Treats and prevents nausea and vomiting after surgery or cancer treatments. Relieves nausea, vomiting, and heartburn caused by a stomach problem called gastroparesis in patients with diabetes. Also used to help diagnose intestinal or stomach problems.
You should not receive this medicine if you have had an allergic reaction to metoclopramide. You should not receive this medicine if you have a seizure disorder (epilepsy), bleeding or a blockage in the stomach or intestines, or a pheochromocytoma (adrenal gland tumor).
Your doctor will prescribe your exact dose. This medicine is given as a shot into your muscles or through a needle placed in one of your veins.
A nurse or other trained health professional will give you this medicine.
This medicine should come with a Medication Guide. Read and follow these instructions carefully. Ask your doctor or pharmacist if you have any questions. Ask your pharmacist for the Medication Guide if you do not have one. Your doctor might ask you to sign some forms to show that you understand this information.
If a dose is missed:
This medicine needs to be given on a fixed schedule. If you miss a dose, call your doctor, home health caregiver, or treatment clinic for instructions.
Ask your doctor or pharmacist before using any other medicine, including over-the-counter medicines, vitamins, and herbal products.
Make sure your doctor knows if you are also using acetaminophen (Tylenol®), cyclosporine (Gengraf®, Neoral®, Sandimmune®), digoxin (Lanoxin®), levodopa (Dopar®), or tetracycline (Sumycin®). Tell your doctor if you are also using an MAO inhibitor [MAOI] (such as isocarboxazid, selegiline, tranylcypromine, Eldepryl®, Marplan®, Nardil®, or Parnate®), narcotic pain killers, or medicine for depression.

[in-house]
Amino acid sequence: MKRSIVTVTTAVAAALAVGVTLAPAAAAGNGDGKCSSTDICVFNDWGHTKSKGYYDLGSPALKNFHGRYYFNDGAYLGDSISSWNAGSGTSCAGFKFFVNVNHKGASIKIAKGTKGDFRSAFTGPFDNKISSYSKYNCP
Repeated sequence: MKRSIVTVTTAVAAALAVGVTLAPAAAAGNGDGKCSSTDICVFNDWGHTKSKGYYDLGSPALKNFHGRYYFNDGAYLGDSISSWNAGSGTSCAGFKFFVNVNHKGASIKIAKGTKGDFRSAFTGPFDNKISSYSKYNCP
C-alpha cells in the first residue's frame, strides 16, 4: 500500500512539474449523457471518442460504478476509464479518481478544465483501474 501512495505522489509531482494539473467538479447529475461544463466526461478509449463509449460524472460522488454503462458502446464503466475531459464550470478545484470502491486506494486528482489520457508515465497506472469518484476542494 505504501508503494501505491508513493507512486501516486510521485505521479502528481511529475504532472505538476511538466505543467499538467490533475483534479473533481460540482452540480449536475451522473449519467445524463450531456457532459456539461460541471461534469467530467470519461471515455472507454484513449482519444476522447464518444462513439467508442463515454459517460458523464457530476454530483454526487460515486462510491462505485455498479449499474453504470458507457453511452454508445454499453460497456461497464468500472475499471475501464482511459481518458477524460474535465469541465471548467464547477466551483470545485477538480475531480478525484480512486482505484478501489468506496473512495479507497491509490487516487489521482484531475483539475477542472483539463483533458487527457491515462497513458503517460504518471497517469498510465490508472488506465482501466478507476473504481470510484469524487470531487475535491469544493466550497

Do not drink alcohol while you are using this medicine.
If you use insulin for diabetes, ask your doctor if you need to adjust your dose while using metoclopramide injection.
Tell your doctor if you are using any medicines that make you sleepy. These include sleeping pills, cold and allergy medicine, narcotic pain relievers, and sedatives..
Make sure your doctor knows if you are pregnant or breastfeeding, or if you have kidney disease, liver disease, heart disease, congestive heart failure, diabetes, high blood pressure, Parkinson's disease, or a history of depression, or had recent surgery on your stomach.
This medicine may make you dizzy or drowsy. Avoid driving, using machines, or doing anything else that could be dangerous if you are not alert.
This medicine may cause tardive dyskinesia (a movement disorder). Check with your doctor right away if you have any of the following symptoms while using this medicine: lip smacking or puckering, puffing of the cheeks, rapid or worm-like movements of the tongue, uncontrolled chewing movements, or uncontrolled movements of the arms and legs.
Check with your doctor right away if you have any of the following symptoms while using this medicine: convulsions (seizures); difficulty with breathing; a fast heartbeat; a high fever; high or low blood pressure; increased sweating; loss of bladder control; severe muscle stiffness; unusually pale skin; or tiredness. These could be symptoms of a serious condition called neuroleptic malignant syndrome (NMS).
Your doctor will need to check your progress at regular visits while you are using this medicine. Be sure to keep all appointments.